The devastating effects of Covid-19 over the past two years took their toll on celebrations abroad but in 2022, Indian expatriates are immersed in festivities
BY SAMUDRA ROYCHOWDHURY
In the US and Canada, December marks the onset of long Christmas holidays culminating in New Year celebrations but people of Indian origin start to feel the festivity in the air from September itself, just like Indians in their homeland.
In Canada, Indian festivities like Navaratri, Durga Puja and so on were either cancelled or celebrated in a muted way within very small groups during the Covid years. Some festival organisers even went into virtual mode to enable the experience and some level of satisfaction to people.
But the festivities are back with a bang this year. Ganesh Chaturthi or Vinayaka Chaturthi, as it is called in southern India, heralds the first inkling of a series of fall festivals in many NRI homes. Almost at the same time Onam is celebrated, not only in Kerala, but also in Canada. Then come Navaratri, Durga Puja, Dussehra, culminating in Diwali.
PANDAL HOPPING IN WASHINGTON
While talking about Durga Puja, Jayanta Ghosh, a Bengali living in a suburb of Washington, DC, gets overwhelmed with festive fervour. He speaks about how he would go back to his childhood during the days of Durga Puja, the biggest and grandest festival of Bengal. Thankfully, he is not missing much of that festivity in another corner of the planet.
“There are five Durga Pujas organised within a 50-mile radius of the metro DC area. One is organised by the Bangladeshi community,” says Ghosh.
“We buy new clothes, go to a local Kali temple in Washington to offer pushpanjali (floral offering made with cupped palms) to the goddess. Apart from that temple, four other clubs in the metro DC area also organise Durga Puja celebrations. Bengalis in this area try to simulate the joy of pandal hopping in Kolkata by visiting different clubs here. These clubs arrange cultural programmes and bring popular artistes from Kolkata and occasionally from Mumbai too,” adds Ghosh.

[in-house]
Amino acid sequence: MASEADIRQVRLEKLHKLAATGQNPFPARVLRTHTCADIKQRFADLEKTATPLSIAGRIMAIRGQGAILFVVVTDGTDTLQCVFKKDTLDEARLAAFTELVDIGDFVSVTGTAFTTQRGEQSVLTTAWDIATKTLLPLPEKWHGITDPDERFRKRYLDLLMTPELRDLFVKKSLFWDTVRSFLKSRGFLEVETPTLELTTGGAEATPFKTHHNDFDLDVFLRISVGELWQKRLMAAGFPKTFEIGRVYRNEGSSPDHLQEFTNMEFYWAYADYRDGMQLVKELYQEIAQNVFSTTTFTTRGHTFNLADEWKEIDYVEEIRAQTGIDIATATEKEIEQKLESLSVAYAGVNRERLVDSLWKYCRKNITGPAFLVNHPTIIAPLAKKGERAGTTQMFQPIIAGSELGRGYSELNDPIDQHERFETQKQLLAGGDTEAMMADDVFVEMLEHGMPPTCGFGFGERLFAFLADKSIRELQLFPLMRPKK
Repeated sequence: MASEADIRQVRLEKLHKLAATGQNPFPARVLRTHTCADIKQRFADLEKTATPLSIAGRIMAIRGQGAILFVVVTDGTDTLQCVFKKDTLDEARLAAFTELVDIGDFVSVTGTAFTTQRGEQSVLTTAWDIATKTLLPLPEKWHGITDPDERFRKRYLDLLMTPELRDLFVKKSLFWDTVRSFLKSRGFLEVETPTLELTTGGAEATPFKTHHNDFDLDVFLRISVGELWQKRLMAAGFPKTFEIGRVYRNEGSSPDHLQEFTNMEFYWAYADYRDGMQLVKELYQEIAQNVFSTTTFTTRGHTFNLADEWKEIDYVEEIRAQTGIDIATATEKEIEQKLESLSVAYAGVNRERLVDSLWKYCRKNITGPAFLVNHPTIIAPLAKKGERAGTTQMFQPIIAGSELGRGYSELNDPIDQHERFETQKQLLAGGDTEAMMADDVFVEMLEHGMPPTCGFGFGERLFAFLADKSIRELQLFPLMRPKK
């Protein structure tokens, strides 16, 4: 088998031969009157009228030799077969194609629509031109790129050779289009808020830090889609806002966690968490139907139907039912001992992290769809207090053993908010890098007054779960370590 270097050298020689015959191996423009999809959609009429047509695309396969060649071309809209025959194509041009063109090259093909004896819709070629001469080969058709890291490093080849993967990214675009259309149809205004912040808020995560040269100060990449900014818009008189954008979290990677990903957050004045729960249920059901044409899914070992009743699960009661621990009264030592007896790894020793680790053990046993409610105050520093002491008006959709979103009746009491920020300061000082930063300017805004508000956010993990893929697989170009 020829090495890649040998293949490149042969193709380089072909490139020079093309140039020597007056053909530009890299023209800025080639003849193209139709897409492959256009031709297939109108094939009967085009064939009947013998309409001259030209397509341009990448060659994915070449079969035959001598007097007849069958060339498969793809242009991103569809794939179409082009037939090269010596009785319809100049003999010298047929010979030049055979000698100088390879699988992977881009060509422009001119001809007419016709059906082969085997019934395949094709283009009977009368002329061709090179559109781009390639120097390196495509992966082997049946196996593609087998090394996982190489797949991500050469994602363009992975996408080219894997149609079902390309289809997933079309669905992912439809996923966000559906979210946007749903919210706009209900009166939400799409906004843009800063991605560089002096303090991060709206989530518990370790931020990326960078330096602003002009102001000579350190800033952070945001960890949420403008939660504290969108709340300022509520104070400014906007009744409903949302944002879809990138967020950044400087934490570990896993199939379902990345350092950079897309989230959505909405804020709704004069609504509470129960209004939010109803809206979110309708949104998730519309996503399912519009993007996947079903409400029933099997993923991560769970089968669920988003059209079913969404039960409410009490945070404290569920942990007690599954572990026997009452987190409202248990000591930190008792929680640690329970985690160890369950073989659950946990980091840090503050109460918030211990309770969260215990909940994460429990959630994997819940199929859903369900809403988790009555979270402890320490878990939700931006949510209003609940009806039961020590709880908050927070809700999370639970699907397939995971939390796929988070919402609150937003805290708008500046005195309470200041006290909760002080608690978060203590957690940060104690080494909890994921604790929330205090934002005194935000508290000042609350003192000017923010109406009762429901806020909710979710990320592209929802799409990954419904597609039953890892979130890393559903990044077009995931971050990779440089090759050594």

He laments that for the past two years the festive mood was extremely subdued. In 2020, the same Kali temple in Washington made the puja virtual. Last year, devotees had to seek appointments before visiting the temple. This time everyone is hoping the old charm will be back.
One of the clubs in Washington is bringing over the famous Bengali band, Chandrabindu, from Kolkata during the Durga Puja period to perform on a cultural night. But a sudden hike in fees due to the high inflation may have some adverse impact. “One of the clubs increased the family membership from $250 last year to $350 this year,” Ghosh points out.
Indian culture is a kaleidoscope of religions, languages, rituals, and cuisines with festivities taking place throughout the year. Pongal is the long harvest festival that coincides with the beginning of the month of Thai in the Tamil calendar, typically around January 14 or 15 each year. “We wait for Pongal the whole year,” says Nagarajan Shaktikumar, a resident of Whitby, a suburb of Toronto, Canada. “Even though here it is not as big as in Tamil Nadu, where I come from, we always make sure to go to the temple and meet people on Pongal, and offer puja during the four days of this festival. In the past two years, none of those things happened due to Covid but we celebrated at home,” he adds.